Wednesday, June 22, 2005

Inflation and Social Security Finances

A comment on the previous post asks:

What is the source of the (small) beneficial effect that higher inflation has on the SS balance? Why does higher inflation help the SS balance?
Good question. There are actually two inflation series that are relevant, the CPI and the GDP price deflator. Quoting from Section V.B of the Trustees Report:

Future changes in the Consumer Price Index for Urban Wage Earners and Clerical Workers (hereafter denoted as CPI) will directly affect the OASDI program through the automatic cost-of-living benefit increases. Future changes in the GDP chain-type price index (hereafter, the GDP deflator) affect the nominal levels of the GDP, wages, self-employment income, average earnings, and the taxable payroll.
As to why there is a slight positive effect of inflation on the program's finances, Section VI.D5 of the Trustees Report later states:

The patterns described above result primarily from the time lag between the effects of the CPI changes on taxable payroll and on benefit payments. When assuming a greater rate of increase in the CPI (in combination with a constant real-wage differential), the effect on taxable payroll due to a greater rate of increase in average wages is experienced immediately, while the effect on benefits due to a larger COLA is experienced with a lag of about 1 year. Thus, the higher taxable payrolls have a stronger effect than the higher benefits, thereby resulting in lower cost rates. The effect of each 1.0-percentage-point increase in the rate of change assumed for the CPI is an increase in the long-range actuarial balance of about 0.21 percent of taxable payroll.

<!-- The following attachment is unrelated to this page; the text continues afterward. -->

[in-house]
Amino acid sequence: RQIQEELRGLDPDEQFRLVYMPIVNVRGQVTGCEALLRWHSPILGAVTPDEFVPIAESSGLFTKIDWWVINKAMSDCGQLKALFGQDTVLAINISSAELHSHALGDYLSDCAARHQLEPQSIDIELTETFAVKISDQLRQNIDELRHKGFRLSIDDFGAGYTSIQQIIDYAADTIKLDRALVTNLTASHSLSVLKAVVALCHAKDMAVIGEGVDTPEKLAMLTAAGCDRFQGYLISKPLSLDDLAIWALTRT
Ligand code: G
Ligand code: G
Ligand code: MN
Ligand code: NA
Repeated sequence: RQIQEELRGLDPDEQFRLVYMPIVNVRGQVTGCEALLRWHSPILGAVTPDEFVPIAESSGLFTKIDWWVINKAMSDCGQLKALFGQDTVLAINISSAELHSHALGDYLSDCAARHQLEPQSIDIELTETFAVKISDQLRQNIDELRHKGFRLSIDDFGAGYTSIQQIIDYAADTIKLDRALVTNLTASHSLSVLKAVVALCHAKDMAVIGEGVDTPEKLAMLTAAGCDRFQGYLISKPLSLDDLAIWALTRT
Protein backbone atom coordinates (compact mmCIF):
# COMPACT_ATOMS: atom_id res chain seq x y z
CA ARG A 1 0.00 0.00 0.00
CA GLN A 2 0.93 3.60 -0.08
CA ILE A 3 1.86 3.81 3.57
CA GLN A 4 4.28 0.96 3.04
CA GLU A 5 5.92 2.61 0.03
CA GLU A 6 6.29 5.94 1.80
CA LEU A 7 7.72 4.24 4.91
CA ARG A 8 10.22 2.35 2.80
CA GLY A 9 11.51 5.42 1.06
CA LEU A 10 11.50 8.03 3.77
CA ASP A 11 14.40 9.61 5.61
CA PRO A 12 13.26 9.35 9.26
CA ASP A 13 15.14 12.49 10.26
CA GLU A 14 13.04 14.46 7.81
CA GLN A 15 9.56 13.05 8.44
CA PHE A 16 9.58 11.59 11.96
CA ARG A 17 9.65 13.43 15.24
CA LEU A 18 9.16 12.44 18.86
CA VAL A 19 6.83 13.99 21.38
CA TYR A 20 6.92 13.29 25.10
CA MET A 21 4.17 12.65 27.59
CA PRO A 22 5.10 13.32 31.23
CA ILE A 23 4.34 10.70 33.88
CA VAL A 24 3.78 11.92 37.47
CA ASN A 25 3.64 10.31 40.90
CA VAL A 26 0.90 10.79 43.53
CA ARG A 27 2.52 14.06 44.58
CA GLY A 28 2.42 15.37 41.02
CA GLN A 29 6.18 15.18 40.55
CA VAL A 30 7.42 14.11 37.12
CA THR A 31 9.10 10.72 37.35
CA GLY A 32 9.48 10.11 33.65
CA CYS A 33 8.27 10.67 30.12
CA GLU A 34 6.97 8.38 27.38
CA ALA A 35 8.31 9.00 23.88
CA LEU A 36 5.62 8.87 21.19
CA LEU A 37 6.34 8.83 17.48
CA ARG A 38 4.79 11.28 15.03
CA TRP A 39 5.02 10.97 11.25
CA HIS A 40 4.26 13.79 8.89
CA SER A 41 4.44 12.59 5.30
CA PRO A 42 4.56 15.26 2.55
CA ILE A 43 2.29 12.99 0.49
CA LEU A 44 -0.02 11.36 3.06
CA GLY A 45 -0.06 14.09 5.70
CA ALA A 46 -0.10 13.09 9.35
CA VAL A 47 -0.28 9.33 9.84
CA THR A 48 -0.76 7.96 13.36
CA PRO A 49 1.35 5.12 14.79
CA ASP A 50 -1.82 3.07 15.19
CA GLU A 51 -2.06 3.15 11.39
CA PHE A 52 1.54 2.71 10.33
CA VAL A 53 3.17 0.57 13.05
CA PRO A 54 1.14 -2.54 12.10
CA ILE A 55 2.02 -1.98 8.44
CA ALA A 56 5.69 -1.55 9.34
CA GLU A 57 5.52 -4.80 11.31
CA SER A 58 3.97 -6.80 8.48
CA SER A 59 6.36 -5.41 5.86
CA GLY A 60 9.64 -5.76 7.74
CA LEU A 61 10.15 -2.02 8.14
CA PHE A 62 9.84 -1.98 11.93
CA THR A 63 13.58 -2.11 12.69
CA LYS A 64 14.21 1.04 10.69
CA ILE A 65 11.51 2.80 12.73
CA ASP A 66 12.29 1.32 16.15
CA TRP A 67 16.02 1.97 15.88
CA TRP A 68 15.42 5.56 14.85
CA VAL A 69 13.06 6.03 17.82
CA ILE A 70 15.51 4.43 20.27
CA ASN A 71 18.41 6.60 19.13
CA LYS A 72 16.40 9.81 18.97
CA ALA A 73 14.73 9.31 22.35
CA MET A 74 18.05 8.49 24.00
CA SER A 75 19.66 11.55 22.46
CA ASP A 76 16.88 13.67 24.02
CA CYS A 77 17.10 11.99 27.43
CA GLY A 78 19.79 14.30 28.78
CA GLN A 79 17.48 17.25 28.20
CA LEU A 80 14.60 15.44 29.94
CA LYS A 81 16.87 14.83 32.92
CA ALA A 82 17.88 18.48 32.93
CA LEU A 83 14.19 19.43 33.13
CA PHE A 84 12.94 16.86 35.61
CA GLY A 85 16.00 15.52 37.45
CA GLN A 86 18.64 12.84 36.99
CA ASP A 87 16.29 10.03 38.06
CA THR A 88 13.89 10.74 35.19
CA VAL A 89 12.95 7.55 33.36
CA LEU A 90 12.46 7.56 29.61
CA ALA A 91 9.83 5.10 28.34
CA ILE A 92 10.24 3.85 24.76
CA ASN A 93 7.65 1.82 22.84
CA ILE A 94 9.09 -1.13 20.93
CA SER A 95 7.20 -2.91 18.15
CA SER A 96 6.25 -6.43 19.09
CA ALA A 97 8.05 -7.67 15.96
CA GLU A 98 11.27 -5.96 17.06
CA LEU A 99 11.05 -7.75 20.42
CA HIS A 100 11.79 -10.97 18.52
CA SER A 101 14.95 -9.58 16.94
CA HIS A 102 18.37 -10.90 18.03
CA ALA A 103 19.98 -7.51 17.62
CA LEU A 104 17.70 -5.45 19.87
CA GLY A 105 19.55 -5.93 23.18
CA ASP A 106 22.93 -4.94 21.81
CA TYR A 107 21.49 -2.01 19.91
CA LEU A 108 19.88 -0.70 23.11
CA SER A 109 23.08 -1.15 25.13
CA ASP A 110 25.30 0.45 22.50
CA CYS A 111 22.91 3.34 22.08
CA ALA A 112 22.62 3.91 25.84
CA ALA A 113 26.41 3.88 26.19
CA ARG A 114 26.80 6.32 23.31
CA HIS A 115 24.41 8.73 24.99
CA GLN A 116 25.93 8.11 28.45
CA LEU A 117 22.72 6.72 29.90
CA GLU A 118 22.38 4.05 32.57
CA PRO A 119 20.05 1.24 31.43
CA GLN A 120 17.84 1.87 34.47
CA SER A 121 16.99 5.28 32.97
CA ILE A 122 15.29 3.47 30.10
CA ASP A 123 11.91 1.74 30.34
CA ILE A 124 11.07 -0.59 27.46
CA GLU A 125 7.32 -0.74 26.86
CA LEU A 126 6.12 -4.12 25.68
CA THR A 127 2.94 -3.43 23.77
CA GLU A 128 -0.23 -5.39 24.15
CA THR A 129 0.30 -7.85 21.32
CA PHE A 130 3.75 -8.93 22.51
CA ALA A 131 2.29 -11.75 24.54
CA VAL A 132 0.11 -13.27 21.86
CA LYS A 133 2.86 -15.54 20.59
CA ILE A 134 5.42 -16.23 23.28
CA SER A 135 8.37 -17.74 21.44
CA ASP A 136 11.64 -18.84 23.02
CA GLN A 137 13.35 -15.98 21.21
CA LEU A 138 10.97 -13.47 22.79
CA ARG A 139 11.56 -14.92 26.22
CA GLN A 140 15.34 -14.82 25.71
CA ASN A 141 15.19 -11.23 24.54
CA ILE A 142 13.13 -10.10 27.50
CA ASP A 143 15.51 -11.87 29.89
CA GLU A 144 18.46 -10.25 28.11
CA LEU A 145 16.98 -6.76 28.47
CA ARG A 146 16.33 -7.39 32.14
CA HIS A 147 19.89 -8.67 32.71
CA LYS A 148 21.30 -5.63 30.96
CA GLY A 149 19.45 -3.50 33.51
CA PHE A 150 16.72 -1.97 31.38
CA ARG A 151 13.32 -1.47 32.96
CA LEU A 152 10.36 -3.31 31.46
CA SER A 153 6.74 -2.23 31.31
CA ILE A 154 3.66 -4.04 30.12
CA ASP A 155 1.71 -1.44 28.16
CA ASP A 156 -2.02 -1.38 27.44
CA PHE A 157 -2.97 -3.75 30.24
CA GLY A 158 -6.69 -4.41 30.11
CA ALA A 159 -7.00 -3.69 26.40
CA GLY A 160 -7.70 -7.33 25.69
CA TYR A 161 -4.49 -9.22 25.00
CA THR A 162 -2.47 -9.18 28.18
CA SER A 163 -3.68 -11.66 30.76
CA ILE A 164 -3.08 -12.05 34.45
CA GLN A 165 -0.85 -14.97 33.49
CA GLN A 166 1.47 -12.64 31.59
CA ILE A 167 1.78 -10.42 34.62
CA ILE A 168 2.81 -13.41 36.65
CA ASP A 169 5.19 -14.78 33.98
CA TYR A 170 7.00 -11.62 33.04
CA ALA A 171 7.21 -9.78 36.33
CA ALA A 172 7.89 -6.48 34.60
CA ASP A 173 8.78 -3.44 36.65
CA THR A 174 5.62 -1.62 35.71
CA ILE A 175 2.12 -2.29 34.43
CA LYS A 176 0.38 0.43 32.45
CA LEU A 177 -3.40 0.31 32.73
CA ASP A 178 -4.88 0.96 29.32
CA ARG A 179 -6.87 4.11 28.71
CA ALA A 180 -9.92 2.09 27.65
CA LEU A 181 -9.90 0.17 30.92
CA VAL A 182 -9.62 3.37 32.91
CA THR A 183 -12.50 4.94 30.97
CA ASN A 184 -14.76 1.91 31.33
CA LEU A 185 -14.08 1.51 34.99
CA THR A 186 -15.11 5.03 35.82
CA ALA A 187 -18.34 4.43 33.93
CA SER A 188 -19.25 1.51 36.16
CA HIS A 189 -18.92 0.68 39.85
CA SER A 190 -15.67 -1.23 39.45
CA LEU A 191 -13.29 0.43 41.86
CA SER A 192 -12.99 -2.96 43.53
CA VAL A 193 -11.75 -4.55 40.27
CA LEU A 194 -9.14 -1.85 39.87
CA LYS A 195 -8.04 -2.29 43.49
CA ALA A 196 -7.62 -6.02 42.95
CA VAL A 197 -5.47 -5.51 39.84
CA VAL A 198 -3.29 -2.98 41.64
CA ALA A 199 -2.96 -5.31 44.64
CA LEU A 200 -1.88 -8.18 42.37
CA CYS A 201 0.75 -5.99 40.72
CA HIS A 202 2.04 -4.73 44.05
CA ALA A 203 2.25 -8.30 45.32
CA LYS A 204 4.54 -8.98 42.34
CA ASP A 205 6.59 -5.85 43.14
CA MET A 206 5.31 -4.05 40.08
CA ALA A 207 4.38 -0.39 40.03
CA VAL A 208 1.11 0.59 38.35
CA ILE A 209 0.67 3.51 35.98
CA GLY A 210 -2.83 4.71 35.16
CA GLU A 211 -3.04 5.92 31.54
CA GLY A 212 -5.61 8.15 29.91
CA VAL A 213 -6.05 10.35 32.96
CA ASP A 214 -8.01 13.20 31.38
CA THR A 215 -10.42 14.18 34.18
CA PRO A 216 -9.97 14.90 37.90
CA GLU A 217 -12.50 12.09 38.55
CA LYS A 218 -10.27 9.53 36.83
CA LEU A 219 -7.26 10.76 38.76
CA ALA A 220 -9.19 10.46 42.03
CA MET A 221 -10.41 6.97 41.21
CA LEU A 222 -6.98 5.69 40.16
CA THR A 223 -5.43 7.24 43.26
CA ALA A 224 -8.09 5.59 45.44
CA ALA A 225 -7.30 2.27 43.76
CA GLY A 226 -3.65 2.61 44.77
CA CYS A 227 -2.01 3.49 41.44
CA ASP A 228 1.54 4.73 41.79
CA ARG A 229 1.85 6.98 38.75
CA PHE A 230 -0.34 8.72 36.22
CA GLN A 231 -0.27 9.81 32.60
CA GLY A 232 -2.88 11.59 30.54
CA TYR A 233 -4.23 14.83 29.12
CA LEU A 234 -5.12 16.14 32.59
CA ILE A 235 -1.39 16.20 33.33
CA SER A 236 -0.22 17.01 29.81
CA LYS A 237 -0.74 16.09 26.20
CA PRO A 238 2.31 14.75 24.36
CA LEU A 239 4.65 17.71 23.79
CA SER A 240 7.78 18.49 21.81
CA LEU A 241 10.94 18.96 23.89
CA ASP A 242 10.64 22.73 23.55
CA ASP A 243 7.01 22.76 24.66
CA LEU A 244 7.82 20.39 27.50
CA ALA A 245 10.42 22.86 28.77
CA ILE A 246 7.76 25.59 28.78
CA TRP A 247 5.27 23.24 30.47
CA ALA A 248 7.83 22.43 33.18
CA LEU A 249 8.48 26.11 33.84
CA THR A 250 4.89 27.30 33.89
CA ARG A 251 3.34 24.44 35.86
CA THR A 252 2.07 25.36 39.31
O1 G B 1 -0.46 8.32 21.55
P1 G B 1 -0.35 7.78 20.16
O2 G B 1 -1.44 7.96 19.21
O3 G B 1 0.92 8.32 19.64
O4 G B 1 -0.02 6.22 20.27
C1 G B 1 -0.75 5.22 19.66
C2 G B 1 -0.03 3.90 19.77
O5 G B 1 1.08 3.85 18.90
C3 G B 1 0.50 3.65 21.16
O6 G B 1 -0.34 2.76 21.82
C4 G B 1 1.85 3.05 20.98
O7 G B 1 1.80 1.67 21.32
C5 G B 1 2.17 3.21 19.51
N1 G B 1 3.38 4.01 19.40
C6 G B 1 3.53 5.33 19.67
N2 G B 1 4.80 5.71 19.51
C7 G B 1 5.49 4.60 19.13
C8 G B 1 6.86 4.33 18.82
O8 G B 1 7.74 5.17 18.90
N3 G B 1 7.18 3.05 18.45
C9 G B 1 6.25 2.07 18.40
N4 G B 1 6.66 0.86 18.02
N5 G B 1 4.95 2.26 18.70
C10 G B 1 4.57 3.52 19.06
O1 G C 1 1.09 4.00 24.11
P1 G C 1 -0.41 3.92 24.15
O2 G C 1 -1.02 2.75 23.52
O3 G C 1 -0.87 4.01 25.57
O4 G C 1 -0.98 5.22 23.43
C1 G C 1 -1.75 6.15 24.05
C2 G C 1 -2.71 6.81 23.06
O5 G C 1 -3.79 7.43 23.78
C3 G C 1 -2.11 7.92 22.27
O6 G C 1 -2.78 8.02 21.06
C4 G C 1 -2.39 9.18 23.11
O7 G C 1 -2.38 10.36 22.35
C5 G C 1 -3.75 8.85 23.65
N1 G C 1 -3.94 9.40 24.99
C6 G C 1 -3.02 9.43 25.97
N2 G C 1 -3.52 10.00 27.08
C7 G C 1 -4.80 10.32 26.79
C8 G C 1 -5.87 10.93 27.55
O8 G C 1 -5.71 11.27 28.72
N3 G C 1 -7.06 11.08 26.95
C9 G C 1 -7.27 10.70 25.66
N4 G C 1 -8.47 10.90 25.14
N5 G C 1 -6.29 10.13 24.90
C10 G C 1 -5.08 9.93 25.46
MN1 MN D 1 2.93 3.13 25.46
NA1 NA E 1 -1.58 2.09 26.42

That seems like a pretty tenuous justification, and, not surprisingly, the effect is not large. More importantly, there is typically a "wedge" between the inflation in the CPI and the GDP price deflator (assumed to be 0.3 percentage point per year, see Table V.B1). Very roughly, the CPI is what we consume, and the GDP deflator is what we produce. The most important item that is weighted more in the former than the latter is oil, since we import so much of it. If we get unexpectedly higher inflation due to oil prices, that will likely worsen, not improve, Social Security's finances.